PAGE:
Seven Patches Patching

Seven fixes are expected this Patch Tuesday, way more than last month when there were fewer patches than a pair of Alec Baldwin tuxedo pants.

IE, DirectX and even Vista are all getting fixes.

Them's Fightin' Words!
Analyst firm CMS Watch must've been trying to get press attention. Why else would it call the proliferation of SharePoint content a "virus"?

According to the research firm -- which goes out of its way to point out that it's "vendor-neutral," as if that's some kind of rarity -- individual users and departments are setting up so many SharePoint repositories that IT can't keep track.

Now, last time I checked, a virus is something that replicates on its own. SharePoint is not replicating on its own; it's proliferating because people happen to like it.

CMS Watch is right -- companies large enough to worry about compliance need to manage SharePoint more carefully, and SharePoint itself lacks some of the tools to understand all that's out there and control its growth.

But a virus? No, that's just a CMS Watch publicity stunt. And if this item is any indication, it worked.

Scammers Still Exploiting Microsoft Name
It's been a while, but I just got another scam e-mail saying I've won a bunch of money, this time a cool million. All I need to do is contact Peter van Gogh in the Netherlands and make arrangements to pick up the dough. For some reason, Microsoft sponsored the lottery and 600,000 e-mail addresses were picked. We didn't even have to buy a ticket.

I know this kind of thing has got to bug our friends in Redmond. I'm hoping to get a real e-mail soon saying that Microsoft tracked down these creeps and they're up on charges!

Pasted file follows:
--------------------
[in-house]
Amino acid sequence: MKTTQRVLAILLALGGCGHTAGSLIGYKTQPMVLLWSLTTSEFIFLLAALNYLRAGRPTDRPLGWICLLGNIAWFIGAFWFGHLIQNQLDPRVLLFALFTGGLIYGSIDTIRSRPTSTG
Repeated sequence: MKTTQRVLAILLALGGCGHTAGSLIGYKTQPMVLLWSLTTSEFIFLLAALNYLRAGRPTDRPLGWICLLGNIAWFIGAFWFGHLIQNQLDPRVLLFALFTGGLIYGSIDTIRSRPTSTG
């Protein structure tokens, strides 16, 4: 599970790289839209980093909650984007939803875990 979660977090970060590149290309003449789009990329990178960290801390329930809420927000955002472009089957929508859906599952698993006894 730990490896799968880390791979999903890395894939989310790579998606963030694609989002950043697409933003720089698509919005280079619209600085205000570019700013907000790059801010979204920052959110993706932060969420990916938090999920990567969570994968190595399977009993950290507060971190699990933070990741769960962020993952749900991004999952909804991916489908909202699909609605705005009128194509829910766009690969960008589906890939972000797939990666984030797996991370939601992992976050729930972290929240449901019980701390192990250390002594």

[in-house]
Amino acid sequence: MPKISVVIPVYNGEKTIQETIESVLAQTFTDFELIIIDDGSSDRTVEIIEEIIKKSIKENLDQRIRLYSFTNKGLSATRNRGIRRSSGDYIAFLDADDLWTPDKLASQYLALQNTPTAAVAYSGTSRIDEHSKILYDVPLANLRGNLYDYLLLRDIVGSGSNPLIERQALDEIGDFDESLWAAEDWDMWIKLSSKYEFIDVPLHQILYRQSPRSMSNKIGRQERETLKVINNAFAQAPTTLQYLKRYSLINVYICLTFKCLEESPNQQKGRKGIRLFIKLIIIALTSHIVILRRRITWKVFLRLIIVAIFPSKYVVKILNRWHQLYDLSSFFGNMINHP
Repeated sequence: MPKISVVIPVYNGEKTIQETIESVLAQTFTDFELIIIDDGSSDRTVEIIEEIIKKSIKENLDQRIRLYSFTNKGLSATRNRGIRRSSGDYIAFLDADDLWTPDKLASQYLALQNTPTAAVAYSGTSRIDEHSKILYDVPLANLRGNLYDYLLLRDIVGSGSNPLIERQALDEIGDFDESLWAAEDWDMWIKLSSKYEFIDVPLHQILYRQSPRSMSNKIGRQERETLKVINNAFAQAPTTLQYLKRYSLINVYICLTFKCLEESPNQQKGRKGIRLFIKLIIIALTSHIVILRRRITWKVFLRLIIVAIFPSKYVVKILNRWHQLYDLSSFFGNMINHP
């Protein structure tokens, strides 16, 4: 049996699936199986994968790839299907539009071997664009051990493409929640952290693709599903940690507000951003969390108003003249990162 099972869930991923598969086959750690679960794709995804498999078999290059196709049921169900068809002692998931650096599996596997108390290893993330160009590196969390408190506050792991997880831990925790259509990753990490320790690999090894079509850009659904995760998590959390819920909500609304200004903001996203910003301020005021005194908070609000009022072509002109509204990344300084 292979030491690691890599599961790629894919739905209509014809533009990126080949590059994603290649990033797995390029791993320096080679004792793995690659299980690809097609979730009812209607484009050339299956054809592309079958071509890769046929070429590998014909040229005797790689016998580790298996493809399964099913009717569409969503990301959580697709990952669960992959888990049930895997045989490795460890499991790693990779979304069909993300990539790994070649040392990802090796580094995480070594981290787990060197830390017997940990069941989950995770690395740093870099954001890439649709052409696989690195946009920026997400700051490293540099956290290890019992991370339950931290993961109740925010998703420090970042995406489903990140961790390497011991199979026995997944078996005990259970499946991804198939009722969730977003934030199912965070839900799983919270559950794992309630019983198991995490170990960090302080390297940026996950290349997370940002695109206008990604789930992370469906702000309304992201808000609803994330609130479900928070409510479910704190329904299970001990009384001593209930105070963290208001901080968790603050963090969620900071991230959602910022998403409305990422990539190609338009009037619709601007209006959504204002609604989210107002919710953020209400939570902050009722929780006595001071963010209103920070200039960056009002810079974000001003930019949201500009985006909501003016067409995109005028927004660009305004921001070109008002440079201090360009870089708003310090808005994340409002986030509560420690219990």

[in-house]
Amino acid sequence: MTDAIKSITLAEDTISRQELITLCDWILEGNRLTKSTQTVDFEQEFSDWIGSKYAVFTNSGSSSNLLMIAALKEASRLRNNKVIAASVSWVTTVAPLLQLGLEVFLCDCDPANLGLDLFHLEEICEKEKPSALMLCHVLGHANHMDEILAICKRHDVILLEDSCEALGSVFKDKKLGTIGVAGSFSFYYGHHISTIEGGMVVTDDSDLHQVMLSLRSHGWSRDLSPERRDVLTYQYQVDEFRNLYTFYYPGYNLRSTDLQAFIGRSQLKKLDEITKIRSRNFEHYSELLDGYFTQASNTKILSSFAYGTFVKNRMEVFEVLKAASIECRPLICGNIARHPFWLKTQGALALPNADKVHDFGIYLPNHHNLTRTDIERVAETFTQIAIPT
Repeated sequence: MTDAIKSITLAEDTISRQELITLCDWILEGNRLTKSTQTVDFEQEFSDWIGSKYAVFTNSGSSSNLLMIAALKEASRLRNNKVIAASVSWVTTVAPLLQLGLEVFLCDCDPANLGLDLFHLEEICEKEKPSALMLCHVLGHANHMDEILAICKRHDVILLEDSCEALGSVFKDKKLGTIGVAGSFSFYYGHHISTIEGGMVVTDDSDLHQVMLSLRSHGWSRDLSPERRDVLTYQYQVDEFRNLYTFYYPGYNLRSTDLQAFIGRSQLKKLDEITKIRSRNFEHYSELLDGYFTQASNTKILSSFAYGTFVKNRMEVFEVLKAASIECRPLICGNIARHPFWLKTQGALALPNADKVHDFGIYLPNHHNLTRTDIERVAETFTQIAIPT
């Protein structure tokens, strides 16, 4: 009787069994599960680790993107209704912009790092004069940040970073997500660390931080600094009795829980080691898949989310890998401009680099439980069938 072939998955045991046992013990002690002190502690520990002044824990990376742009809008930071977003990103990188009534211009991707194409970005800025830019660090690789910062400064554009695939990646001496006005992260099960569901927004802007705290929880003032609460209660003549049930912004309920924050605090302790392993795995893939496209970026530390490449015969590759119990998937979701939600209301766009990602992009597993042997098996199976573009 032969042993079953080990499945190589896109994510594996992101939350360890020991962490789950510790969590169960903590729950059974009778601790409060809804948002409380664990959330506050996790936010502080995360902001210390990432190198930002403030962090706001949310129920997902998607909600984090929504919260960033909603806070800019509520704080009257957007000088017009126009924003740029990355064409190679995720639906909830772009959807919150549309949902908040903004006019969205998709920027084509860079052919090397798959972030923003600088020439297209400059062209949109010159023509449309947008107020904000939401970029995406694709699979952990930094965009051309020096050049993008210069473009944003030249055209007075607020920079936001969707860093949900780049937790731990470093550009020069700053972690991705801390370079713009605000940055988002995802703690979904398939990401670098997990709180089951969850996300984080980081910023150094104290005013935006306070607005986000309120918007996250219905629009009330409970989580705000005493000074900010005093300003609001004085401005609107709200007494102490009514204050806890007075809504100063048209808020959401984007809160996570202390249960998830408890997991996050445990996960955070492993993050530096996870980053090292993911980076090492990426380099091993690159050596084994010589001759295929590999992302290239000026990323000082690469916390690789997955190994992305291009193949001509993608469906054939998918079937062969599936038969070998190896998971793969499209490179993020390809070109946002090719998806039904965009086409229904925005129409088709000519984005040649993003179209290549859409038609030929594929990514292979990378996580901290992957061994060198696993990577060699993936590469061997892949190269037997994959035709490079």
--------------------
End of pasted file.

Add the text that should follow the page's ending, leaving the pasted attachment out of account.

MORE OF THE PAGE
Microsoft Gets Undeserved Black Eye: Ho Ho Ho!
When you have 60,000-plus employees and gosh knows how many contractors, there's always going to be some clown that'll make you look bad.

One of my former employees, Network World's John Fontana, wrote an interesting story about a Live Messenger Santa-bot who was naughty and not a bit nice. This artificial intelligence-based Saint Nick responded to questions with comments that would make Howard Stern blush.

Microsoft yanked the filthy Claus before he could do too much damage.

Is This the Only Newsletter That Cares About the Amiga?
I put this item at the tail end in case you don't care about the Amiga computer or have never heard of it (it did pretty much die off about 15 years ago).

But for those who care, this item comes courtesy of the head of IT for 1105 Media, which publishes Redmond magazine. This IT exec (let's call him Erik) pointed me to a discussion of an ongoing lawsuit that could determine how or if the next rev of the Amiga operating system is released.

Here's the CliffsNotes version: Amiga Inc. spun off from Gateway, which has bought the intellectual property rights to the Amiga. Amiga then hired Hyperion to help write Amiga OS4. During that time, Amiga ran out of money, leading Hyperion to claim ownership of the OS, citing a clause in the contract that gave Hyperion all rights if Amiga ever went bankrupt. But Amiga says it never went bankrupt, but was acquired by another company before ever filing for Chapter 11.

OS4 is actually done, and works with PowerPC-based systems (lots of people run Amiga stuff on old PowerPC Macs), but it can't be sold broadly 'til the ownership rights are established. If it ever ships, and if the hardware is priced right, I'd pick up one of these puppies tout de suite.

Here's what Amiga has to say.

About the Author

Doug Barney is editor in chief of Redmond magazine and the VP, editorial director of Redmond Media Group.


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